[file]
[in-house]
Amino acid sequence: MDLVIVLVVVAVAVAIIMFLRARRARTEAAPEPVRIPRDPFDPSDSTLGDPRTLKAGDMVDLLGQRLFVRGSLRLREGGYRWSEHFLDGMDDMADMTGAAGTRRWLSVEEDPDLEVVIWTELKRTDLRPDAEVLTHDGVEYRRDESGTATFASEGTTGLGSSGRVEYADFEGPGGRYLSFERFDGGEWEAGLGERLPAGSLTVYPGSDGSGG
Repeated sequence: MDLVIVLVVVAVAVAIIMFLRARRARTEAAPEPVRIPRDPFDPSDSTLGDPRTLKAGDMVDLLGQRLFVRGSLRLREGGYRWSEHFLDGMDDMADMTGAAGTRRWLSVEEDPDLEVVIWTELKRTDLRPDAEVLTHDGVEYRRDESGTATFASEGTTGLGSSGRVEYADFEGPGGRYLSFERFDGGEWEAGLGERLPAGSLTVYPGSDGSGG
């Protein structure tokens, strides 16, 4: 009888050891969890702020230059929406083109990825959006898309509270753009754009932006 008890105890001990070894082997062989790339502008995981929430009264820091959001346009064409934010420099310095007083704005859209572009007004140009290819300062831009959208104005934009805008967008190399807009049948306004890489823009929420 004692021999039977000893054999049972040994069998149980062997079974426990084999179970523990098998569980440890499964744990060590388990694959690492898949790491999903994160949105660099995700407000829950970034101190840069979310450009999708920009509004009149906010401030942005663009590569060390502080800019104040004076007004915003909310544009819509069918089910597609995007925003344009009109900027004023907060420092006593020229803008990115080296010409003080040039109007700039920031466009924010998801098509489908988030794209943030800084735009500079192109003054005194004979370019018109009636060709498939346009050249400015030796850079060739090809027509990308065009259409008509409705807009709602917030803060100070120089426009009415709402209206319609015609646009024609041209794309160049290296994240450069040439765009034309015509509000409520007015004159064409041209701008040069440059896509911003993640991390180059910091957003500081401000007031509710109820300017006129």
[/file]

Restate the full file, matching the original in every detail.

[in-house]
Amino acid sequence: MDLVIVLVVVAVAVAIIMFLRARRARTEAAPEPVRIPRDPFDPSDSTLGDPRTLKAGDMVDLLGQRLFVRGSLRLREGGYRWSEHFLDGMDDMADMTGAAGTRRWLSVEEDPDLEVVIWTELKRTDLRPDAEVLTHDGVEYRRDESGTATFASEGTTGLGSSGRVEYADFEGPGGRYLSFERFDGGEWEAGLGERLPAGSLTVYPGSDGSGG
Repeated sequence: MDLVIVLVVVAVAVAIIMFLRARRARTEAAPEPVRIPRDPFDPSDSTLGDPRTLKAGDMVDLLGQRLFVRGSLRLREGGYRWSEHFLDGMDDMADMTGAAGTRRWLSVEEDPDLEVVIWTELKRTDLRPDAEVLTHDGVEYRRDESGTATFASEGTTGLGSSGRVEYADFEGPGGRYLSFERFDGGEWEAGLGERLPAGSLTVYPGSDGSGG
């Protein structure tokens, strides 16, 4: 009888050891969890702020230059929406083109990825959006898309509270753009754009932006 008890105890001990070894082997062989790339502008995981929430009264820091959001346009064409934010420099310095007083704005859209572009007004140009290819300062831009959208104005934009805008967008190399807009049948306004890489823009929420 004692021999039977000893054999049972040994069998149980062997079974426990084999179970523990098998569980440890499964744990060590388990694959690492898949790491999903994160949105660099995700407000829950970034101190840069979310450009999708920009509004009149906010401030942005663009590569060390502080800019104040004076007004915003909310544009819509069918089910597609995007925003344009009109900027004023907060420092006593020229803008990115080296010409003080040039109007700039920031466009924010998801098509489908988030794209943030800084735009500079192109003054005194004979370019018109009636060709498939346009050249400015030796850079060739090809027509990308065009259409008509409705807009709602917030803060100070120089426009009415709402209206319609015609646009024609041209794309160049290296994240450069040439765009034309015509509000409520007015004159064409041209701008040069440059896509911003993640991390180059910091957003500081401000007031509710109820300017006129």